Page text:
Opinion: The Black Panthers Had the Right Idea for People PowerBy GO Humanity
Blue States. Red States. What does that even mean when all across the nation people suffer in so many areas of life?
Let’s “define” red or blue for a moment for clarity. Red is for the Republican party while blue is for the Democratic party.
To go a step further, the Republican Party is often characterized as such: the Republican Party supports owners of big businesses, corporations, and industries. It often tends to oppose government spending on what it views as “welfare” (i.e., helping the poor, people without jobs, Medicare, etc). It represents a wide range of opinions against various issues: same sex marriage, critical race theory, and more. Its beliefs tend to range from fairly conservative to very right wing. In addition, it is sometimes called the GOP (Grand Ole Party) and is symbolized by the elephant.
The Democratic Party tends to support poor people by wanting to spend more money on education, health, and overall welfare of the people. Democrats support education critical of colonialism, same sex unions, and allegedly oppose special interests and big business. Its symbol is the donkey.
The above “definitions” of each party are pretty general and only give a basic glimpse. However, if one follows local, state, and federal news at any time, you can find the summation somewhat indicative. However, if one follows not only news but real life stories and events, the blended concepts of each party’s platforms are undeniable.
Both political parties have failed their citizens repeatedly. Even though the Democratic Party has championed itself to represent equality, etc., it stalls each chance it has to empower impoverished communities. For example, housing is a crisis nationwide, even in Democratic-led states!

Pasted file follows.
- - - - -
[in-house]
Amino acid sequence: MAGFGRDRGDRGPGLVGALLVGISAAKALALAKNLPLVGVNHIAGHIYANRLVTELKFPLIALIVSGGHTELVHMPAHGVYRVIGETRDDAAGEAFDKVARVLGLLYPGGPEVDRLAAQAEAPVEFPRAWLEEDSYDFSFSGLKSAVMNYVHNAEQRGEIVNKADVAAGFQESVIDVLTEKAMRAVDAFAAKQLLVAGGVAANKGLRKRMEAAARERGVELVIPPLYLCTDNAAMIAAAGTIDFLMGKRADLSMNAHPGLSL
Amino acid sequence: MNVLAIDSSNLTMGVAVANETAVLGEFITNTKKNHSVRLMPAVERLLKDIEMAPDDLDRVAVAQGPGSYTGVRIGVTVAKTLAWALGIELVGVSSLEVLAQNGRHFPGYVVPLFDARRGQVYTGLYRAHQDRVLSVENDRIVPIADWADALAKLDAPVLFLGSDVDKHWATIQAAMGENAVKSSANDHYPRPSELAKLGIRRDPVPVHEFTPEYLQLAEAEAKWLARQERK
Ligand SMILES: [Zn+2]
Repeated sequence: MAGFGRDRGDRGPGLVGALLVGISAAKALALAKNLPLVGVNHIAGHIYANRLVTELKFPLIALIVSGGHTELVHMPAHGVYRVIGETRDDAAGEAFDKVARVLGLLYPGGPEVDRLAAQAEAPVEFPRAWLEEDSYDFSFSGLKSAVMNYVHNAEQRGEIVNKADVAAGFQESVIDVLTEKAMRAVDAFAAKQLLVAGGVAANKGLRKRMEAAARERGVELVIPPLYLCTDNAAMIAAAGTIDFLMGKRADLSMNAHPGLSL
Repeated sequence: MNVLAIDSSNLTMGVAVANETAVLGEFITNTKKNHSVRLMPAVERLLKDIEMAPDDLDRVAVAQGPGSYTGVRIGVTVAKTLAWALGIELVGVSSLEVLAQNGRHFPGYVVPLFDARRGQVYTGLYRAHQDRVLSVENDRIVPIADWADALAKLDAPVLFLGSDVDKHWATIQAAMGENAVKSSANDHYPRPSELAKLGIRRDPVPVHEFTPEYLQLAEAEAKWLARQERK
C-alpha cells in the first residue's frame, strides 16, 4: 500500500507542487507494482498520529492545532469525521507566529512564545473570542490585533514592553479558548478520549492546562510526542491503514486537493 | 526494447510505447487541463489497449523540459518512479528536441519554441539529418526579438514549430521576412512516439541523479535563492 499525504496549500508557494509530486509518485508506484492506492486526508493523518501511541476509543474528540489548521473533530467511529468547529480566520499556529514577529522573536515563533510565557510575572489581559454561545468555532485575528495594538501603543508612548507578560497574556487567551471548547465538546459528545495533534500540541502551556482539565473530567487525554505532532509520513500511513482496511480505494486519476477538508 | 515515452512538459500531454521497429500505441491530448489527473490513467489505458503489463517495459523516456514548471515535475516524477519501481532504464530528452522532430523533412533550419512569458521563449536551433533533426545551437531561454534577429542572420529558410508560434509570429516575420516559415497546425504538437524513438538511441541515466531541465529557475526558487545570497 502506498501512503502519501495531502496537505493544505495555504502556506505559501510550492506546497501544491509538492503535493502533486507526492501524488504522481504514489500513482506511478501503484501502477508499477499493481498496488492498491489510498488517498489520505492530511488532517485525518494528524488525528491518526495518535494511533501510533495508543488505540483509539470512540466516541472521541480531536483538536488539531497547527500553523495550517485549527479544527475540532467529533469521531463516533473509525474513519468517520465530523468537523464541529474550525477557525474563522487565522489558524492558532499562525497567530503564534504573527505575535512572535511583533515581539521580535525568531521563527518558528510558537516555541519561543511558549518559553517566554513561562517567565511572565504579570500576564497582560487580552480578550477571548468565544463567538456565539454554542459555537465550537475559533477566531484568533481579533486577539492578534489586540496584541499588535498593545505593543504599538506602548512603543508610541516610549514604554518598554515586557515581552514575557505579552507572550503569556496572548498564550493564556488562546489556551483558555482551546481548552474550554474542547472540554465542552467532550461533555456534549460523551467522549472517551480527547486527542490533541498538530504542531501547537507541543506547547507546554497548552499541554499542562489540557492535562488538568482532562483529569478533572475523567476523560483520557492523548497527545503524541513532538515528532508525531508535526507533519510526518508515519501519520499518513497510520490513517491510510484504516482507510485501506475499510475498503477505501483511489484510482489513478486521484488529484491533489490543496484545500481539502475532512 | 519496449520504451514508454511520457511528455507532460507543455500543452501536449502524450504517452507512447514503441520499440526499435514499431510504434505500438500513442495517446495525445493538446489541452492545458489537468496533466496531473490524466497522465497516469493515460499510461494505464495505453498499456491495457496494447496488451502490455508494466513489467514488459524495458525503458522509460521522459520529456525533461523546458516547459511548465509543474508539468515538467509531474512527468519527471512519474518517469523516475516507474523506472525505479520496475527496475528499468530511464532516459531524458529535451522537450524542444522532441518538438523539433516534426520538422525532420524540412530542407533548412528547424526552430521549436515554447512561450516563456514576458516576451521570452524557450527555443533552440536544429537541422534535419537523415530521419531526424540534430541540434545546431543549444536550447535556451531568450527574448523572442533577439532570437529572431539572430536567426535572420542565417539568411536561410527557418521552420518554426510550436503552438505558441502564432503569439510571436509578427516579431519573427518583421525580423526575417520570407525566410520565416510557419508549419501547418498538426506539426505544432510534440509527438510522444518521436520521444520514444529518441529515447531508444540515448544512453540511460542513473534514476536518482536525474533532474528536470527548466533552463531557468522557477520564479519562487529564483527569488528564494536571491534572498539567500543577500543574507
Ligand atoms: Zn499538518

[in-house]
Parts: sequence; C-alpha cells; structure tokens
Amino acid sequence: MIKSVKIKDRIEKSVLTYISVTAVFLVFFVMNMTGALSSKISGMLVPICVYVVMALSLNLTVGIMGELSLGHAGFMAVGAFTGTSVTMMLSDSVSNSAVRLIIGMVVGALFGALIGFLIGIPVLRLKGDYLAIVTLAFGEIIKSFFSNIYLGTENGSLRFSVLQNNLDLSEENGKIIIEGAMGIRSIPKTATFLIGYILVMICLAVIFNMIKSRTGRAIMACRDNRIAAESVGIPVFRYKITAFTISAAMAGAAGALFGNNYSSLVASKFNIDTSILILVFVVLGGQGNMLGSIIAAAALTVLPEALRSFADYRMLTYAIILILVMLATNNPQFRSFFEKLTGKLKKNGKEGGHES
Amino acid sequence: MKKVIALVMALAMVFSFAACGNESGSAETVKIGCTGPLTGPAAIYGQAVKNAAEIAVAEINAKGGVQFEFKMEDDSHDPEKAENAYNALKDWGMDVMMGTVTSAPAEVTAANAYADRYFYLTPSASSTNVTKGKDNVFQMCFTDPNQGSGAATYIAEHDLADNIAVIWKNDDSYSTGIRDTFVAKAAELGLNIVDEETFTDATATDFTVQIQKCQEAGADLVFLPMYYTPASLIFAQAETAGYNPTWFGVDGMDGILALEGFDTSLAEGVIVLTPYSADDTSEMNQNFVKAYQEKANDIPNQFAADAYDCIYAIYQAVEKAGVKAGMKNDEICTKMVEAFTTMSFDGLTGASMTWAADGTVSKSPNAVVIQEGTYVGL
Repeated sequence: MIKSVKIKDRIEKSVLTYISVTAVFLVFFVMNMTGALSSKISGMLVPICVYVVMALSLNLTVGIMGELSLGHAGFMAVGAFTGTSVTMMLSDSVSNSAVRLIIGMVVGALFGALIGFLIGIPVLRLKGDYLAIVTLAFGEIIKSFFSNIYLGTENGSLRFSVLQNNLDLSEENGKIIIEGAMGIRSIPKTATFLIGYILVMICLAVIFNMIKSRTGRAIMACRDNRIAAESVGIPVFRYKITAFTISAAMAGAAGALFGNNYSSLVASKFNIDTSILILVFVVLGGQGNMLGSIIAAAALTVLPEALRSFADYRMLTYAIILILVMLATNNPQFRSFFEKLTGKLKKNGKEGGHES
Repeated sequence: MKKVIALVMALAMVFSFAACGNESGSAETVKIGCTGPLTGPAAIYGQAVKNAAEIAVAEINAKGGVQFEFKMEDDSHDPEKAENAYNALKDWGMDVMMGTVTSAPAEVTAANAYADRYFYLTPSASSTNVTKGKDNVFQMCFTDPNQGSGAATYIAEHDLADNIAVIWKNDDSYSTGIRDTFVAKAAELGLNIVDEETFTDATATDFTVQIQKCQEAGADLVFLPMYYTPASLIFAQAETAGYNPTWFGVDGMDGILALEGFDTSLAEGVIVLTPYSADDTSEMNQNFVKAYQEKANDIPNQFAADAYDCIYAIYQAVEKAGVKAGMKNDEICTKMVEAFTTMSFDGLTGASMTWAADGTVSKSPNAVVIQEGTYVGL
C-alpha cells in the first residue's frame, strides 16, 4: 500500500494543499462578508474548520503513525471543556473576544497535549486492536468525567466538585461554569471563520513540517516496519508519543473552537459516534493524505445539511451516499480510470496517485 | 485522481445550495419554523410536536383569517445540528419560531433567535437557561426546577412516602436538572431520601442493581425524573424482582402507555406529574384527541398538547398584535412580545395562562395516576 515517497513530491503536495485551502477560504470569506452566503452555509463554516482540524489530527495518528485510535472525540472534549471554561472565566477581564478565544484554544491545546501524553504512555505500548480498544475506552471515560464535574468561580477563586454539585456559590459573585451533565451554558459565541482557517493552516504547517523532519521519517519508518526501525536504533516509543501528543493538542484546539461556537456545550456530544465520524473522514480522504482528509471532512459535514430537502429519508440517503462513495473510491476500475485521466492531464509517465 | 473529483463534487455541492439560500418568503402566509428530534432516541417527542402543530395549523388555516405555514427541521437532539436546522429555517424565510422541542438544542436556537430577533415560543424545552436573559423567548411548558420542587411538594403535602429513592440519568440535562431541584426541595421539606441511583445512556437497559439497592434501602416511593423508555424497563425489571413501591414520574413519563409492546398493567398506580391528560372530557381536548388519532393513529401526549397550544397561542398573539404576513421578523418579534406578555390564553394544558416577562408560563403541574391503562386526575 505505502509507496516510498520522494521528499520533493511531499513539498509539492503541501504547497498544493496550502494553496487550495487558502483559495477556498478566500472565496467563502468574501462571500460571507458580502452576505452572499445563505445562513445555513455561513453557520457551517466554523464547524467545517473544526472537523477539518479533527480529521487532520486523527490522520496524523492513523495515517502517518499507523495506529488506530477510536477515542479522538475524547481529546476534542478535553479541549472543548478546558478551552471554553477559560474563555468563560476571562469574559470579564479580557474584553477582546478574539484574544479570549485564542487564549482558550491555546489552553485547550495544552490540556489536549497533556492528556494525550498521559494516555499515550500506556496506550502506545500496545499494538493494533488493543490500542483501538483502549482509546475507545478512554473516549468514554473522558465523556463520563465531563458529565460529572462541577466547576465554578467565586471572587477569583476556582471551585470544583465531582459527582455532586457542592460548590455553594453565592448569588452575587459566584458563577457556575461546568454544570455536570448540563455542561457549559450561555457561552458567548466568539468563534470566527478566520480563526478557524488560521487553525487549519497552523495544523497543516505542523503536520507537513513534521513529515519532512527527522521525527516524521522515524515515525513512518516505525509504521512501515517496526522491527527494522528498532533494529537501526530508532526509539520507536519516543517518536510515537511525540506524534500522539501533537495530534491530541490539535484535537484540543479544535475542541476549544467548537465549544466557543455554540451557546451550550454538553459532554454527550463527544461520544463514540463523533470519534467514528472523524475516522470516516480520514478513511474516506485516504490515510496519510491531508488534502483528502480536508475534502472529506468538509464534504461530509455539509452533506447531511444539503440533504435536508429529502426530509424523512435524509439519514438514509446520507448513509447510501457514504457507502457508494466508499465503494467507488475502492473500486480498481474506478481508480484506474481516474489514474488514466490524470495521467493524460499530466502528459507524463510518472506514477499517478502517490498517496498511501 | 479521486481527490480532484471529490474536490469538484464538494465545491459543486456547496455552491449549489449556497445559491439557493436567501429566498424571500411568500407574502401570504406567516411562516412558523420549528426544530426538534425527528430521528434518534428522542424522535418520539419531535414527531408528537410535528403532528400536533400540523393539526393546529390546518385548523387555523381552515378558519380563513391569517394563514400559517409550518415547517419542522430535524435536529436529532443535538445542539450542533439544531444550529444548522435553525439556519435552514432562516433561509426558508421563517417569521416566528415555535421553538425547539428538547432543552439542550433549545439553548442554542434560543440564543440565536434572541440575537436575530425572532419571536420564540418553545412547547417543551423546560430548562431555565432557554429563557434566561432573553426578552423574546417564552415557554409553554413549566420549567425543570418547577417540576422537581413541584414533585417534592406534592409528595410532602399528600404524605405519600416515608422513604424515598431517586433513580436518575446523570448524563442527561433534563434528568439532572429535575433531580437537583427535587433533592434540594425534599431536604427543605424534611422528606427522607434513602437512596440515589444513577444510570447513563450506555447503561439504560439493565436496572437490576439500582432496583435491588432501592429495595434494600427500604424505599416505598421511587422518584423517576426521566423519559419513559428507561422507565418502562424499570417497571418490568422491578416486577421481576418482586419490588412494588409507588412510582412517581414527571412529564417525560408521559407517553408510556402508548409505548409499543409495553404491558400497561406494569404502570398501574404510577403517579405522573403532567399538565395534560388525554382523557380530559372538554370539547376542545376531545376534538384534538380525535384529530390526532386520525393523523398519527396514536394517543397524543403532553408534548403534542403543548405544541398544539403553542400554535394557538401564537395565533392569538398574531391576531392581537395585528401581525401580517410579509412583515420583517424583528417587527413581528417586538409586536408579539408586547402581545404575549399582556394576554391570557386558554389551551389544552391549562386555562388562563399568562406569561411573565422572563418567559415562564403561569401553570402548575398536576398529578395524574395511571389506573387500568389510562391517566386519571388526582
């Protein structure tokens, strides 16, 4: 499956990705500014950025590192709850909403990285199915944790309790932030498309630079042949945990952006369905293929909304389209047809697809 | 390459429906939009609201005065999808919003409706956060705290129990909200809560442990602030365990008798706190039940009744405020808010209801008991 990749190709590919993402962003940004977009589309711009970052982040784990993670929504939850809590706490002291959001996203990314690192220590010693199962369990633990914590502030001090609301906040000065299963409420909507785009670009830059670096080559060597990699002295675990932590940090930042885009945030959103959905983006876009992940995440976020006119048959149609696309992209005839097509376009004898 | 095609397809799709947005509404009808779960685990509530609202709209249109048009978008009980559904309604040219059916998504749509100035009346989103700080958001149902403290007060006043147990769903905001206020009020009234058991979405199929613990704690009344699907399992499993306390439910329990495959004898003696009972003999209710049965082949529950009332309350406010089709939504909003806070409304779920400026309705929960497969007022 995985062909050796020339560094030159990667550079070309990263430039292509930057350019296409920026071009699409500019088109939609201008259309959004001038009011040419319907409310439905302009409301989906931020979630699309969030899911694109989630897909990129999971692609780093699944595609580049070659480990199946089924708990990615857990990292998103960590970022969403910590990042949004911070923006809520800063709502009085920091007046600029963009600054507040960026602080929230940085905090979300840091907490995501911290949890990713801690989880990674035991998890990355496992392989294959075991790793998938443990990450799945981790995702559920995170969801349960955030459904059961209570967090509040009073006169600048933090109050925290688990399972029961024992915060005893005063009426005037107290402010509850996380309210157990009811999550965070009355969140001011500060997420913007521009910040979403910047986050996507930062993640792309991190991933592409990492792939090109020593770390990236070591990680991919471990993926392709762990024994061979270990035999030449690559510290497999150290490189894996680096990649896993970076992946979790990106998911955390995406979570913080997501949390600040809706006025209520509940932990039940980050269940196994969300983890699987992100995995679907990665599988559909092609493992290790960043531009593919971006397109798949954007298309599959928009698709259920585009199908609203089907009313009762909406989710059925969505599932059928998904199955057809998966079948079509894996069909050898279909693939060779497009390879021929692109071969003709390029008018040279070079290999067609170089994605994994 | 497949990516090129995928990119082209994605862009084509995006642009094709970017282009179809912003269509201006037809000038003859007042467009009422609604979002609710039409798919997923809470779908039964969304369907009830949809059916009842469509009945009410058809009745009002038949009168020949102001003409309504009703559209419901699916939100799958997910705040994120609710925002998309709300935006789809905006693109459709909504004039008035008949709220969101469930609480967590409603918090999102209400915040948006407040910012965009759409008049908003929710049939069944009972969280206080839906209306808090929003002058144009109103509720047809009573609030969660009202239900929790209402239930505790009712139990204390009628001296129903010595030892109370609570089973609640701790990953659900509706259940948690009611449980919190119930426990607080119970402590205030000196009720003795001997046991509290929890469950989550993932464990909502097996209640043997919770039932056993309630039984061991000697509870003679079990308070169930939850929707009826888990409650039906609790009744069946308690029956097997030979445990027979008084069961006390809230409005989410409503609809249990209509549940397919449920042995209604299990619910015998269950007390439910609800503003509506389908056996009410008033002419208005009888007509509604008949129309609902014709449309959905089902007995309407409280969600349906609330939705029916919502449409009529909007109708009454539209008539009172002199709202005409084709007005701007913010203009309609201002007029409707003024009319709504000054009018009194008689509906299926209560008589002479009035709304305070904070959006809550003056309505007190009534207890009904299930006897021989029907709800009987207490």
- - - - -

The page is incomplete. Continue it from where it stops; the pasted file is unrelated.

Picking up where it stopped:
A Shelterforce article sums it up nicely:
“From the national level to the local level, the Democratic Party’s housing policies have turned to the privatization of low-cost housing in lieu of the U.S. Department of Housing and Urban Development’s public housing program and the deregulation of zoning laws instead of comprehensive planning. This approach was previously called Reaganomics, but it is now bipartisan. Applied to housing, it relies on private developers, not housing authorities, to build low-cost housing in exchange for lucrative increases in zoning and tax breaks. It is peddled through the (mistaken) story that these policies increase the production of private sector housing, including a small number of low-cost housing units. Some analysts consider these updated versions of Reaganomics to be responsible for the current housing crisis.
The results of these housing policies are painfully visible. Assisted by city hall, real estate speculation is widespread and highly profitable. Meanwhile, the assorted justifications for these giveaways survive on faith, devoid of evidence. Transit ridership and the supply of low-priced housing continues to decline, while inequality and homelessness rise- this is the shameful legacy of Democratic several democratic leaders, even though this trickle-down approach to housing originated with the Nixon and Reagan administrations it now lies within the democratic policy structure–even under the Biden Administration.”